Last fall, there were persistent alarms raised about low levels of sea ice in the Chukchi Sea that were echoed this spring. But these low ice levels are not really a serious concern for these polar bears: a 2018 assessment found the bears were in excellent health with no declines in cub production or survival. Funny how little we hear about that.
You also don’t hear about the fact that sea ice has declined by about the same amount in the Chukchi Sea as in Western Hudson Bay. Since 1979, sea ice in the Chukchi Sea has declined at a rate similar to Western Hudson Bay (-0.90 days per year vs. -0.86 days per year, respectively), see graphs below from Regehr et al. (2016, Fig. 2):
While Western Hudson Bay bear numbers have declined slightly in number (by a non-statistically significant amount) and appear to have suffered some recent declines in cub survival (Dyck et al. 2017) (with unsubstantiated claims of declines in adult body condition), Chukchi Sea bears have not (Rode and Regehr 2010; Rode et al. 2013, 2014, 2018).
The fact that Chukchi bears are thriving while Western Hudson Bay bears appear to be struggling, given almost identical trends in sea ice decline, is a connundrum that polar bear specialist are loath to explain.
Only last week, it was announced that the quota for subsistence hunting of Chukchi Sea polar bears had been raised from 58 to 85 due to the excellent status of the population. Polar bear biologist Eric Regehr was quoted as saying:
“Chukchi bears remain larger and fatter and have not seen downward trends in cub production and survival, according to new preliminary information on the health and numbers of bears.”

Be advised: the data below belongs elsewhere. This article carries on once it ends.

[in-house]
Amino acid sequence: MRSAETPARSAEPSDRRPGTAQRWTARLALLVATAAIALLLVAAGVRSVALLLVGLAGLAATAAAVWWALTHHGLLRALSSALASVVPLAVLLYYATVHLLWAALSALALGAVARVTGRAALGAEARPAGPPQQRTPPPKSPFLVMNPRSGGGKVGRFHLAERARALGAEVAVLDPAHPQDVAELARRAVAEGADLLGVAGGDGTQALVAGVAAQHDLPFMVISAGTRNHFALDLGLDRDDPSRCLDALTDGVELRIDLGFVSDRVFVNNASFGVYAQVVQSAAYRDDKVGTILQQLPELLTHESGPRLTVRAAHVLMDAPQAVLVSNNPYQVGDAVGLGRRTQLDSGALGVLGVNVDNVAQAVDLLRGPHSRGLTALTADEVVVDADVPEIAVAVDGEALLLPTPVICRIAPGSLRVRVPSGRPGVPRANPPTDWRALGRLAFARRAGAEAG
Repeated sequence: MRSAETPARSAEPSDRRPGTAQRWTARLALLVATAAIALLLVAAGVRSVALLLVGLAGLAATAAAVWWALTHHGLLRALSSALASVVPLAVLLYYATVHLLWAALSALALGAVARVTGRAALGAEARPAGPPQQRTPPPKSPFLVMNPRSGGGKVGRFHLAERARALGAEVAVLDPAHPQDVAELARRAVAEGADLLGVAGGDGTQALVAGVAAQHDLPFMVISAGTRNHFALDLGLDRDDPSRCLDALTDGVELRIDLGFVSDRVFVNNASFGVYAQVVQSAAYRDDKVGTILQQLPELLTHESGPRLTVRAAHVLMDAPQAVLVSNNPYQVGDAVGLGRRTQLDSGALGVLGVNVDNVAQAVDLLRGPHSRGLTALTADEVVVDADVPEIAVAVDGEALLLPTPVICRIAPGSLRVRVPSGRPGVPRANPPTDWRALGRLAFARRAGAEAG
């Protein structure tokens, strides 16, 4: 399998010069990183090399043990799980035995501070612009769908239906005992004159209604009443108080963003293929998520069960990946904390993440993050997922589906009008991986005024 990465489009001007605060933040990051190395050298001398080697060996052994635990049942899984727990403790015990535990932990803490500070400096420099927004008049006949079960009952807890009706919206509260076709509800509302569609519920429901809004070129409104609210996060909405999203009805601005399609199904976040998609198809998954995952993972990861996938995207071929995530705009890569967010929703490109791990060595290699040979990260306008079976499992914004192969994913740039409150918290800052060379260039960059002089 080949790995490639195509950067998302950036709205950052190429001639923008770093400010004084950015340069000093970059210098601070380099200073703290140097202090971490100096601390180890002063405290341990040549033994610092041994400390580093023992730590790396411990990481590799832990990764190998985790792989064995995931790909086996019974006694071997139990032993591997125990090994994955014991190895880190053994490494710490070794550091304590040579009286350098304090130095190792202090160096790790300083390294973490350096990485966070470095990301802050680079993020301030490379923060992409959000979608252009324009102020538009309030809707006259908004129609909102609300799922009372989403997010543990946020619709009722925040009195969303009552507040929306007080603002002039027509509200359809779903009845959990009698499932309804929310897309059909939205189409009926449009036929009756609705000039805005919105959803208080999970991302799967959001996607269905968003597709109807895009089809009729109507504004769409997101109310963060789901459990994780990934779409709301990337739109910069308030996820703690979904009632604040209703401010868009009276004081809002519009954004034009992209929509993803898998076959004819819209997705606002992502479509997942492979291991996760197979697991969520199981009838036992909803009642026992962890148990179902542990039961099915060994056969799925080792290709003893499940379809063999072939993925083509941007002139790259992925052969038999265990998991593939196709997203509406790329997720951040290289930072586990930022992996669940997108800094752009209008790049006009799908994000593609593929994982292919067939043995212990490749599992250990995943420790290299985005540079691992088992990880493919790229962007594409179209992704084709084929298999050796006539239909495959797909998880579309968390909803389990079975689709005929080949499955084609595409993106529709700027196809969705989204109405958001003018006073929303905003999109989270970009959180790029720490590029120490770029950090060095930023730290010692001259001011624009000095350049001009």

So, despite warnings from the polar bear and sea ice “experts” that Chukchi Sea bears may be in dire straits due to recent sea ice declines (see below), it appears that the bears themselves are more resilient to changing conditions than the experts give them credit.
NSIDC sea ice experts cruising the Chukchi Sea took this photo of a polar bear in excellent condition a couple of weeks ago (early August 2018, A. Khan), despite the scary-looking melt ponds:
Wrangel Island is the primary land refuge for the few Chukchi Sea polar bears that don’t spend the summer on the sea ice — and for females that prefer to make their dens on land. It’s the most important denning area in the Chukchi Sea. Last summer, sea ice did not retreat from Wrangel Island until about 7 August (below):
Near the end of October 2017 (below), sea ice returned to Wrangel Island, which means that by the end of October, bears that needed to get back onto the sea ice to continue hunting seals could do so: